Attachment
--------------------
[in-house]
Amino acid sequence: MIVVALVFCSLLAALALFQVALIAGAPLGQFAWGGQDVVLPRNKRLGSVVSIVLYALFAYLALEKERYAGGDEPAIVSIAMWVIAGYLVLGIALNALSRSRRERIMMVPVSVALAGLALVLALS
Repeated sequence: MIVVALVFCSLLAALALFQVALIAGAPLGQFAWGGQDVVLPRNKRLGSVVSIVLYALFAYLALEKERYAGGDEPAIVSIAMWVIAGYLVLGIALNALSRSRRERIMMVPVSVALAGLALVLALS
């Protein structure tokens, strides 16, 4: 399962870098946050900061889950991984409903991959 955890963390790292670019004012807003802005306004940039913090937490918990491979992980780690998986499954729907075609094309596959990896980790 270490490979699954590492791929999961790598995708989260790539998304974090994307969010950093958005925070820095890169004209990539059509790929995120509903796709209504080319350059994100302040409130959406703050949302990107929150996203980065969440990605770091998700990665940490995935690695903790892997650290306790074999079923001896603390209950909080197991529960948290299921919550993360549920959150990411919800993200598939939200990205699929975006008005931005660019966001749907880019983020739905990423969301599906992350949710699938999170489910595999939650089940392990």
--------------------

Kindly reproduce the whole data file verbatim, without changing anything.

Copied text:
[in-house]
Amino acid sequence: MIVVALVFCSLLAALALFQVALIAGAPLGQFAWGGQDVVLPRNKRLGSVVSIVLYALFAYLALEKERYAGGDEPAIVSIAMWVIAGYLVLGIALNALSRSRRERIMMVPVSVALAGLALVLALS
Repeated sequence: MIVVALVFCSLLAALALFQVALIAGAPLGQFAWGGQDVVLPRNKRLGSVVSIVLYALFAYLALEKERYAGGDEPAIVSIAMWVIAGYLVLGIALNALSRSRRERIMMVPVSVALAGLALVLALS
């Protein structure tokens, strides 16, 4: 399962870098946050900061889950991984409903991959 955890963390790292670019004012807003802005306004940039913090937490918990491979992980780690998986499954729907075609094309596959990896980790 270490490979699954590492791929999961790598995708989260790539998304974090994307969010950093958005925070820095890169004209990539059509790929995120509903796709209504080319350059994100302040409130959406703050949302990107929150996203980065969440990605770091998700990665940490995935690695903790892997650290306790074999079923001896603390209950909080197991529960948290299921919550993360549920959150990411919800993200598939939200990205699929975006008005931005660019966001749907880019983020739905990423969301599906992350949710699938999170489910595999939650089940392990």